Hello again, fellow Creekers.
Here is the official story I got on how See Canyon got its name.
On May 18, 1892, in the territory of Arizona, John N. See rode up to the corral on his ranch on what is now called Christopher Creek, and shot and killed his young wife, Annie, as she was milking a cow. An infant son, Charlie, too young to understand, was the only witness.
After killing his wife, See rode to his parents’ home, later known as “the Old Martin place.” He told his parents he had just killed his wife and he was going to Mexico. As later reported by his family, his mother, stunned with grief but with compassion for her boy, answered “Son, I cannot let you go alone. I’ll send Bob with you.” So John and his younger brother Bob rode to Mexico and the story goes that Bob lived in Mexico for many years, finally returning to Arizona.
(Another story goes that John had robbed a stage before returning to the ranch and killing his wife, but I doubt that version.) But John did not return and never did see his American family again, instead, he lived in Mexico with his beautiful and aristocratic Mexican wife and children, where he had built up a large fortune. The story goes that as he got older, he desperately wanted to see his first born son, Charlie, before he died. After receiving the request from his father. Charlie and his cousin Julian Journigan traveled to Mexico where he did indeed meet his father and stepmother, and having done that, Charlie and Julian rode back to Payson.
After hearing that story, I always wondered what happened to the baby Charlie. He was raised in Payson by his grandparents and grew up with his cousin and best friend Julian Journigan, another Rim Country pioneer family.
The beautiful Journigan house was the site of the old Main Street Grille.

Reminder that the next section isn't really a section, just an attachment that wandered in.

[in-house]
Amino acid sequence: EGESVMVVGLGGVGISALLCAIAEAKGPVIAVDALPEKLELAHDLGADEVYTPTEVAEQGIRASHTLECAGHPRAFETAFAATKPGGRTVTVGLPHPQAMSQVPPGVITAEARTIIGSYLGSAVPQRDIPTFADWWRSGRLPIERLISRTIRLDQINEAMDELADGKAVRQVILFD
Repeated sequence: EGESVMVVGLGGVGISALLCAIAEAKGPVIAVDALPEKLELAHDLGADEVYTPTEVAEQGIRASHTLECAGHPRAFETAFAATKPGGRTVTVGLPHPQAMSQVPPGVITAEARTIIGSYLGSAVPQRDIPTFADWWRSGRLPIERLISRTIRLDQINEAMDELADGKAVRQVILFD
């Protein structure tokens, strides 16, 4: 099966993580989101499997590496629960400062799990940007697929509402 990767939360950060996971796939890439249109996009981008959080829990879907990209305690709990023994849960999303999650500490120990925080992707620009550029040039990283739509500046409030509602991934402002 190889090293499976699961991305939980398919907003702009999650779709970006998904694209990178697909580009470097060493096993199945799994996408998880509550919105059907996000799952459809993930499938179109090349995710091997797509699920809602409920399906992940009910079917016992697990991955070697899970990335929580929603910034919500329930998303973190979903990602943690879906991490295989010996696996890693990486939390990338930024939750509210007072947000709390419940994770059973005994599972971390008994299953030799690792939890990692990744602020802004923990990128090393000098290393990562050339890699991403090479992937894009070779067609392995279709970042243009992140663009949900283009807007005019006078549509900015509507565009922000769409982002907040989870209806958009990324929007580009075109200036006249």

My great aunt and uncle, Bob and Mary (Martin) Kiser, bought the See Canyon Ranch in the late ’20s or early ’30s. Bob tore down the original log cabin and using the existing logs, rebuilt the house that is standing now.
As he was building the house, they camped out by the creek and Aunt Mary complained that “big green worms” would fall out of the trees on them. As a child I looked for those green worms, and never did find them, much to Aunt Mary’s delight.
Bob was a “world class” hunter and fisherman and built several small cabins on the creek for his fishing buddies. I used to dearly love sitting in front of the fire listening to the stories that Uncle Bob and his buddies would tell. Bob was a world class story teller, also!
He also tried to teach me to fly-fish, but for someone who could fall in the creek by just getting near it, I didn’t learn. I scared away all the fish.
In the ’30s my grandmother and grandfather, Doc and Nettie (Kiser) Martin, bought a 106-acre ranch from the Bowman family a few miles away, on Gordon Canyon Creek. That ranch is now called “Whispering Hope” on Colcord Road.
My grandfather built the big house on the ranch that is still being used. When that ranch was purchased and for several years afterwards, the family lived in the old log cabin that is on the property and which I can still draw from memory.
But as all good things, the families were growing older and still without electricity, running water and telephones, as well as a six- to eight-hour trip to the Valley, Bob and Mary sold the See Canyon Ranch to their friends Howard and Ruth Mary Walker in the ’50s. Their family still owns the property today.
The Gordon Canyon Ranch was also sold in the ’50s, thus ending my idyllic summers of hunting four leaf clovers in the meadow, finding baby horny toads, playing with the animals and splashing in the crystal clear creeks.
( I received a lot of this information from Marguerite (Buchanan) Noble, author and schoolteacher, from a story she published in the Tonto Trails magazine in 1972 and from our many conversations. Marguerite was also a cousin of the Journigan-See family.)
A special thanks to Sally Mystrom for providing us with this wonderful story. And an additional thank you to Rod Britain for also providing me with an affirmative version.
As always, I do need your help with content and stories! For anyone wanting to submit information from the Christopher Creek area for inclusion in our weekly article, please e-mail me at: firstname.lastname@example.org. Any submitted pictures must be full-size (typically around 1MB per picture). The cutoff time for inclusion in Friday’s article is close of business on Monday.
Thanks again for reading the column.